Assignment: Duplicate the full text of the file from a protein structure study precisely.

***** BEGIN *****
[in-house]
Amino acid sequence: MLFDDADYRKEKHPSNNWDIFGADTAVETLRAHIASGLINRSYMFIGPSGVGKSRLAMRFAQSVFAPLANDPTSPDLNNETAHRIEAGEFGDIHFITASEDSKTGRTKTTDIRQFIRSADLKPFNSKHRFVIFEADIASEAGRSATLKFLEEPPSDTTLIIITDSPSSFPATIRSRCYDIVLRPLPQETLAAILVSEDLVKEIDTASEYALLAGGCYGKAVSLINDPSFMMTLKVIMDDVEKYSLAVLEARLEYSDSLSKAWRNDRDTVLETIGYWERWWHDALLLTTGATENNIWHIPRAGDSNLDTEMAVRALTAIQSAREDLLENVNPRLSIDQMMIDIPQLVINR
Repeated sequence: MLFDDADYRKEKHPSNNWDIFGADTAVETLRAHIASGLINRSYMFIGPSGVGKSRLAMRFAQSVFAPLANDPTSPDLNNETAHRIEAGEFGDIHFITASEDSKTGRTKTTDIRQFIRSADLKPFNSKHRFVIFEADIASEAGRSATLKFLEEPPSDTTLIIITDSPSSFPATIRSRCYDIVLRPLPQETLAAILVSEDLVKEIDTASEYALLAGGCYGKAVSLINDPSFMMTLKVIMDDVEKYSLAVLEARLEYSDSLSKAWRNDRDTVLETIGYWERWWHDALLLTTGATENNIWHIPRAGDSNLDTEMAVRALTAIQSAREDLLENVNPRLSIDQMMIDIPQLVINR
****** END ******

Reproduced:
[in-house]
Amino acid sequence: MLFDDADYRKEKHPSNNWDIFGADTAVETLRAHIASGLINRSYMFIGPSGVGKSRLAMRFAQSVFAPLANDPTSPDLNNETAHRIEAGEFGDIHFITASEDSKTGRTKTTDIRQFIRSADLKPFNSKHRFVIFEADIASEAGRSATLKFLEEPPSDTTLIIITDSPSSFPATIRSRCYDIVLRPLPQETLAAILVSEDLVKEIDTASEYALLAGGCYGKAVSLINDPSFMMTLKVIMDDVEKYSLAVLEARLEYSDSLSKAWRNDRDTVLETIGYWERWWHDALLLTTGATENNIWHIPRAGDSNLDTEMAVRALTAIQSAREDLLENVNPRLSIDQMMIDIPQLVINR
Repeated sequence: MLFDDADYRKEKHPSNNWDIFGADTAVETLRAHIASGLINRSYMFIGPSGVGKSRLAMRFAQSVFAPLANDPTSPDLNNETAHRIEAGEFGDIHFITASEDSKTGRTKTTDIRQFIRSADLKPFNSKHRFVIFEADIASEAGRSATLKFLEEPPSDTTLIIITDSPSSFPATIRSRCYDIVLRPLPQETLAAILVSEDLVKEIDTASEYALLAGGCYGKAVSLINDPSFMMTLKVIMDDVEKYSLAVLEARLEYSDSLSKAWRNDRDTVLETIGYWERWWHDALLLTTGATENNIWHIPRAGDSNLDTEMAVRALTAIQSAREDLLENVNPRLSIDQMMIDIPQLVINR